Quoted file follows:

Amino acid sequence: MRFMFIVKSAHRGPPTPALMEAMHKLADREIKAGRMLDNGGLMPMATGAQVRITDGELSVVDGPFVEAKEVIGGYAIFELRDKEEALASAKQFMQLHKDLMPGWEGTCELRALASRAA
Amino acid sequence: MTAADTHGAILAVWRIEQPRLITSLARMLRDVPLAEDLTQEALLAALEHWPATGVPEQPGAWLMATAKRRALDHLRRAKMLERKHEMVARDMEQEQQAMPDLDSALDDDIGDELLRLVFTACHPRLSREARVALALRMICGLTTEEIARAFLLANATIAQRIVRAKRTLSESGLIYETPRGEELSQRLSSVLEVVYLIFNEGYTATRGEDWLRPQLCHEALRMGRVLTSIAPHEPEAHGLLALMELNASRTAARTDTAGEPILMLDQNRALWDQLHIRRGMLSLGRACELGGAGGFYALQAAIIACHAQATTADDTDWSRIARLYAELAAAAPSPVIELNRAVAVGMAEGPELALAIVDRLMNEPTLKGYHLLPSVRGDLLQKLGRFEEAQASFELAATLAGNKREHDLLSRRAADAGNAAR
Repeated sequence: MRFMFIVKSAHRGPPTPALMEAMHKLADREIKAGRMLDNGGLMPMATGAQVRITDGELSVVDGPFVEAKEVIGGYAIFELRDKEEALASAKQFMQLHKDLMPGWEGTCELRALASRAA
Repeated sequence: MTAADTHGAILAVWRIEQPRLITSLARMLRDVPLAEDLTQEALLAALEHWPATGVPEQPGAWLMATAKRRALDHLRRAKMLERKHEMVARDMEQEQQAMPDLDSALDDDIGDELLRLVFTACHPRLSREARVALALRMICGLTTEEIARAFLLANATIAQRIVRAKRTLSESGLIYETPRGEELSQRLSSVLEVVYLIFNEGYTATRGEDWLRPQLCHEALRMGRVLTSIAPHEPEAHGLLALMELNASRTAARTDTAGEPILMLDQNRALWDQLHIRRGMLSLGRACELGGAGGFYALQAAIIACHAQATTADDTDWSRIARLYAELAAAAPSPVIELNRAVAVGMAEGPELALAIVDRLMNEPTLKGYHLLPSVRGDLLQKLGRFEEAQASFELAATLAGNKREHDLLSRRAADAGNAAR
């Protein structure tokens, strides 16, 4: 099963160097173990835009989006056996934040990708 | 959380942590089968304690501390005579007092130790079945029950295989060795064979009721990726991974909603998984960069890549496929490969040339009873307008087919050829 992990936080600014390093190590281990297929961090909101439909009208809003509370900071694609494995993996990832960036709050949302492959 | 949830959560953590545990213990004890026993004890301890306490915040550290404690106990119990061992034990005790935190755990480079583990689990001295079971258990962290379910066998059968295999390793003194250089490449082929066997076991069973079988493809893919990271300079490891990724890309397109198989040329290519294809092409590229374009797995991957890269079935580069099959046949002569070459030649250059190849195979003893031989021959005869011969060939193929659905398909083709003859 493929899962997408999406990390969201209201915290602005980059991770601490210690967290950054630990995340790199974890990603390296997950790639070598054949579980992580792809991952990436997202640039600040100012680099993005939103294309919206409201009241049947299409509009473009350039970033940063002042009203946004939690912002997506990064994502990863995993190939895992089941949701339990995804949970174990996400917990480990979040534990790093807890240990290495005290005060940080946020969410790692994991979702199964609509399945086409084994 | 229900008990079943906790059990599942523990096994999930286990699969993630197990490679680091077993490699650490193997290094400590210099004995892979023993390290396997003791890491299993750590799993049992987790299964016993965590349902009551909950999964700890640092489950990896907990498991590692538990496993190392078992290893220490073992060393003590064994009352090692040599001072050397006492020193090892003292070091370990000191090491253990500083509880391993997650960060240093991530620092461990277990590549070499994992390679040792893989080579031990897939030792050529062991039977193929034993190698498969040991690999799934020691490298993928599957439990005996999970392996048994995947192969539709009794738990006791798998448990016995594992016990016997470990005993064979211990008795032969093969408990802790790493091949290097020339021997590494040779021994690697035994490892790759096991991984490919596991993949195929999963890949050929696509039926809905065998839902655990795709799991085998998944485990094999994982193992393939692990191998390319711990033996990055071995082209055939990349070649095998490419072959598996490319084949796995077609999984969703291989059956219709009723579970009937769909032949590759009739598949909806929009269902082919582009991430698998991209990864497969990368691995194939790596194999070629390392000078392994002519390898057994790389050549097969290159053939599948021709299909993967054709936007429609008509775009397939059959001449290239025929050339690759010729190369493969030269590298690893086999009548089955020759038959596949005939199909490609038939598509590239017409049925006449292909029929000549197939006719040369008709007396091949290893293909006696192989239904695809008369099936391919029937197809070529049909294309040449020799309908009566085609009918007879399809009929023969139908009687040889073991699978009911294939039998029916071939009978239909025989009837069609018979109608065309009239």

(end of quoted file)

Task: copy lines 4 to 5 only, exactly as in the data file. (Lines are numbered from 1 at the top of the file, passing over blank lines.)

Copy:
Repeated sequence: MTAADTHGAILAVWRIEQPRLITSLARMLRDVPLAEDLTQEALLAALEHWPATGVPEQPGAWLMATAKRRALDHLRRAKMLERKHEMVARDMEQEQQAMPDLDSALDDDIGDELLRLVFTACHPRLSREARVALALRMICGLTTEEIARAFLLANATIAQRIVRAKRTLSESGLIYETPRGEELSQRLSSVLEVVYLIFNEGYTATRGEDWLRPQLCHEALRMGRVLTSIAPHEPEAHGLLALMELNASRTAARTDTAGEPILMLDQNRALWDQLHIRRGMLSLGRACELGGAGGFYALQAAIIACHAQATTADDTDWSRIARLYAELAAAAPSPVIELNRAVAVGMAEGPELALAIVDRLMNEPTLKGYHLLPSVRGDLLQKLGRFEEAQASFELAATLAGNKREHDLLSRRAADAGNAAR
């Protein structure tokens, strides 16, 4: 099963160097173990835009989006056996934040990708 | 959380942590089968304690501390005579007092130790079945029950295989060795064979009721990726991974909603998984960069890549496929490969040339009873307008087919050829 992990936080600014390093190590281990297929961090909101439909009208809003509370900071694609494995993996990832960036709050949302492959 | 949830959560953590545990213990004890026993004890301890306490915040550290404690106990119990061992034990005790935190755990480079583990689990001295079971258990962290379910066998059968295999390793003194250089490449082929066997076991069973079988493809893919990271300079490891990724890309397109198989040329290519294809092409590229374009797995991957890269079935580069099959046949002569070459030649250059190849195979003893031989021959005869011969060939193929659905398909083709003859 493929899962997408999406990390969201209201915290602005980059991770601490210690967290950054630990995340790199974890990603390296997950790639070598054949579980992580792809991952990436997202640039600040100012680099993005939103294309919206409201009241049947299409509009473009350039970033940063002042009203946004939690912002997506990064994502990863995993190939895992089941949701339990995804949970174990996400917990480990979040534990790093807890240990290495005290005060940080946020969410790692994991979702199964609509399945086409084994 | 229900008990079943906790059990599942523990096994999930286990699969993630197990490679680091077993490699650490193997290094400590210099004995892979023993390290396997003791890491299993750590799993049992987790299964016993965590349902009551909950999964700890640092489950990896907990498991590692538990496993190392078992290893220490073992060393003590064994009352090692040599001072050397006492020193090892003292070091370990000191090491253990500083509880391993997650960060240093991530620092461990277990590549070499994992390679040792893989080579031990897939030792050529062991039977193929034993190698498969040991690999799934020691490298993928599957439990005996999970392996048994995947192969539709009794738990006791798998448990016995594992016990016997470990005993064979211990008795032969093969408990802790790493091949290097020339021997590494040779021994690697035994490892790759096991991984490919596991993949195929999963890949050929696509039926809905065998839902655990795709799991085998998944485990094999994982193992393939692990191998390319711990033996990055071995082209055939990349070649095998490419072959598996490319084949796995077609999984969703291989059956219709009723579970009937769909032949590759009739598949909806929009269902082919582009991430698998991209990864497969990368691995194939790596194999070629390392000078392994002519390898057994790389050549097969290159053939599948021709299909993967054709936007429609008509775009397939059959001449290239025929050339690759010729190369493969030269590298690893086999009548089955020759038959596949005939199909490609038939598509590239017409049925006449292909029929000549197939006719040369008709007396091949290893293909006696192989239904695809008369099936391919029937197809070529049909294309040449020799309908009566085609009918007879399809009929023969139908009687040889073991699978009911294939039998029916071939009978239909025989009837069609018979109608065309009239």